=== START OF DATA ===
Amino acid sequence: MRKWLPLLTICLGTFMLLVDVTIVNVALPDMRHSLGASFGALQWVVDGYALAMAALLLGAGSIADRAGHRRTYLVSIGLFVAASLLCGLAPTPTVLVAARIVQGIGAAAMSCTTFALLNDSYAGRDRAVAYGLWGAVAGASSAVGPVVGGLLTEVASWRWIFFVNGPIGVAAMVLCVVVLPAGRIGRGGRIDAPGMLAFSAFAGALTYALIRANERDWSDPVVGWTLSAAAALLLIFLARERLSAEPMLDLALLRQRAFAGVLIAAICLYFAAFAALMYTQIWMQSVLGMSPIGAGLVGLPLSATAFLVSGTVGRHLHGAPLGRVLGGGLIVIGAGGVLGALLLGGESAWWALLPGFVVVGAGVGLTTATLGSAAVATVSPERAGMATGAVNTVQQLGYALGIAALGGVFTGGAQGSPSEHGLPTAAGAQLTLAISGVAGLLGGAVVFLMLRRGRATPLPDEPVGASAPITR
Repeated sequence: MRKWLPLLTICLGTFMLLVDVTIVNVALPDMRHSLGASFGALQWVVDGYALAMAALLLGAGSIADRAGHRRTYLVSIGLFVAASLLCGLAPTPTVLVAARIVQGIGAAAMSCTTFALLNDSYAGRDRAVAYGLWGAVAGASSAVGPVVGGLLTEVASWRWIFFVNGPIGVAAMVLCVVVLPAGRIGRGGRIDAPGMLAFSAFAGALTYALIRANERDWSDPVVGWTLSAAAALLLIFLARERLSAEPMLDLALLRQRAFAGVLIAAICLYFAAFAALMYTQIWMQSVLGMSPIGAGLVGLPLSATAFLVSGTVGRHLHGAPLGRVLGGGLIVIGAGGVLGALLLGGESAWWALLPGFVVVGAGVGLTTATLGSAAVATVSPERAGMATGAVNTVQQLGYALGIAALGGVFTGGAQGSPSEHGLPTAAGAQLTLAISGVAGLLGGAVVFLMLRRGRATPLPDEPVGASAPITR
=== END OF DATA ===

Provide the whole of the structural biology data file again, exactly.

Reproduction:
Amino acid sequence: MRKWLPLLTICLGTFMLLVDVTIVNVALPDMRHSLGASFGALQWVVDGYALAMAALLLGAGSIADRAGHRRTYLVSIGLFVAASLLCGLAPTPTVLVAARIVQGIGAAAMSCTTFALLNDSYAGRDRAVAYGLWGAVAGASSAVGPVVGGLLTEVASWRWIFFVNGPIGVAAMVLCVVVLPAGRIGRGGRIDAPGMLAFSAFAGALTYALIRANERDWSDPVVGWTLSAAAALLLIFLARERLSAEPMLDLALLRQRAFAGVLIAAICLYFAAFAALMYTQIWMQSVLGMSPIGAGLVGLPLSATAFLVSGTVGRHLHGAPLGRVLGGGLIVIGAGGVLGALLLGGESAWWALLPGFVVVGAGVGLTTATLGSAAVATVSPERAGMATGAVNTVQQLGYALGIAALGGVFTGGAQGSPSEHGLPTAAGAQLTLAISGVAGLLGGAVVFLMLRRGRATPLPDEPVGASAPITR
Repeated sequence: MRKWLPLLTICLGTFMLLVDVTIVNVALPDMRHSLGASFGALQWVVDGYALAMAALLLGAGSIADRAGHRRTYLVSIGLFVAASLLCGLAPTPTVLVAARIVQGIGAAAMSCTTFALLNDSYAGRDRAVAYGLWGAVAGASSAVGPVVGGLLTEVASWRWIFFVNGPIGVAAMVLCVVVLPAGRIGRGGRIDAPGMLAFSAFAGALTYALIRANERDWSDPVVGWTLSAAAALLLIFLARERLSAEPMLDLALLRQRAFAGVLIAAICLYFAAFAALMYTQIWMQSVLGMSPIGAGLVGLPLSATAFLVSGTVGRHLHGAPLGRVLGGGLIVIGAGGVLGALLLGGESAWWALLPGFVVVGAGVGLTTATLGSAAVATVSPERAGMATGAVNTVQQLGYALGIAALGGVFTGGAQGSPSEHGLPTAAGAQLTLAISGVAGLLGGAVVFLMLRRGRATPLPDEPVGASAPITR